Outside Activities, Financial Interests, and Conflict of Interest
Angel Kwolek-Folland, Interim Associate Provost, Academic Affairs
The following Web sites are provided for your information and are an overview of outside activities and conflict of interest responsibilities:
–Rules of the University of Florida: http://regulations.ufl.edu/chapter1/1011.pdf
–Guidelines, Policies, and Procedures on Conflict of Interest and Outside Activities, Including Financial Interests:http://www.generalcounsel.ufl.edu/downloads/COI.pdf
–In addition, for IFAS see also http://imm.ifas.ufl.edu/6_30/630-1-12.htm
Recent discussion about conflicts of interest generated by the use of faculty-authored course materials warrants a specific update. The Faculty Senate Academic Policy Council met on July 9, 2007 to begin a discussion on this issue, and the Chair anticipates that discussion will continue into the fall. As that effort goes forward, we will continue to follow current policy using the “Disclosure of Outside Activities and Financial Interests” form for reporting.
UF policy on the assignment of course materials in which a faculty member has a financial interest aims simultaneously to protect students from coercive situations and acknowledge faculty’s need to assign appropriate course materials. Under current policy, when course material assignments create a conflict of interest, several things apply:
1. The selection must be made for academic reasons.
2. The faculty member cannot take personal remuneration for materials developed for use at UF (i.e., annotated syllabi, course packs, class notes, and so forth).
3. The faculty member must disclose the proposed use of the course materials.
4. Department chairs and deans are responsible for reviewing the use of the materials.
5. If personal remuneration is allowed, students must have reasonable, free access to copies of the materials.
Some examples of situations where prior disclosure and approval of the use is required in reference to faculty- authored course materials are:
1. The faculty member (or a member of her or his family) owns or has an interest in a publishing concern that produces course materials used in UF classrooms.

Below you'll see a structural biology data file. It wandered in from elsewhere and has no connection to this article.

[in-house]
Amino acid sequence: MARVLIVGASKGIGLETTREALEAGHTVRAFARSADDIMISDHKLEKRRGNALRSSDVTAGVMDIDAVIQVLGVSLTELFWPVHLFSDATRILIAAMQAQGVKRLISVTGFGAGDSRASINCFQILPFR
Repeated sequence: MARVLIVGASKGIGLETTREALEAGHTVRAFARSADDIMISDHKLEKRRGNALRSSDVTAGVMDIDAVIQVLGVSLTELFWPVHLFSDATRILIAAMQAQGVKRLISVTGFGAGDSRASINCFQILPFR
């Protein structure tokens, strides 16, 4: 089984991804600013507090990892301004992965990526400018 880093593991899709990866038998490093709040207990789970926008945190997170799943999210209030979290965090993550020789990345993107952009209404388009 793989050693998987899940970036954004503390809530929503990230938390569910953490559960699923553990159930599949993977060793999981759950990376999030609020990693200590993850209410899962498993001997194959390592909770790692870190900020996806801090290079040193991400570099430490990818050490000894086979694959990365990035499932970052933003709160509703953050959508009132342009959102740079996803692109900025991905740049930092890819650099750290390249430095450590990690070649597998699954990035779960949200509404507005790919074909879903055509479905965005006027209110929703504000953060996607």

2. The faculty member accepts consulting or other fees for services from publishing companies or other entities that sell course materials to UF students in the faculty member’s classes.
3. The faculty member authors a nationally-adopted textbook, and also requires that textbook in her or his own UF class.
4. The faculty member publishes a monograph or other book with a university press, and also requires that book for her or his own UF class.
5. The faculty member creates course materials used by a number of institutions, but the material includes quizzes, exams, or other materials necessary to a course, and requires that her or his students purchase them.
Note that in these situations the conflict arises because the faculty member has a financial interest in materials assigned for UF students. UF policy allows for chairs, deans, and the faculty member to determine that the course materials have enough national (or international) standing to warrant the faculty member taking income from the sale. Absent national standing, there are several ways to resolve the conflict of interest, all of which have been used by faculty here and at other AAU institutions:
1. Do not take any of the financial proceeds from sales to UF students.
2. Donate financial proceeds to an entity that benefits students and that is not controlled by the faculty member (scholarship account, student research travel fund, etc.).
3. Return funds to the students directly (through reimbursement, providing author discount, providing on-line password, etc.).
4. Seek national standing for the course materials: demonstrate peer review, and thus scholarly strength, of the materials through either publication by a national (or international) publishing concern that uses peer review, or adoption of the materials by faculty at other institutions (which is a form of peer review) and ensure that the materials are available without charge to students who do not wish to purchase them.
We expect chairs to review course materials to assess whether a conflict exists. It is the faculty member’s responsibility to resolve the conflict. To assist you in evaluating the conflict of interest and how best to resolve it, we suggest you request the following information from faculty who have filed the conflict of interest disclosure form:
–Course Number, Title, and Semester of Proposed Use
–Title/Name of Course Materials or Book (and a copy for your review)
–Do you or a member of your family have a personal financial interest in this publication (i.e., receive royalties, honoraria, fees, or other remuneration)?
–Do you or a member of your family have a personal financial interest in this publishing business?
–If so, what is the nature of your financial interest?
–How many institutions have adopted these materials for courses? (Please provide a list of the institutions).
–How will you ensure that sufficient copies of the materials are freely-accessible for students (via library Reserve, on- line access, or some other form)?
In order to let students know that faculty have resolved the conflict of interest, I would suggest that they include a statement in their syllabus to that effect, and provide notice where and how free access to the materials is available.
Please review conflict of interest disclosure forms for faculty-authored materials scheduled for course use this fall. Course materials involved in a conflict of interest are not authorized for use until forms have been approved by the appropriate chair and dean, and reviewed by me. Please contact me at firstname.lastname@example.org or 352-392-4792 if you have any questions.
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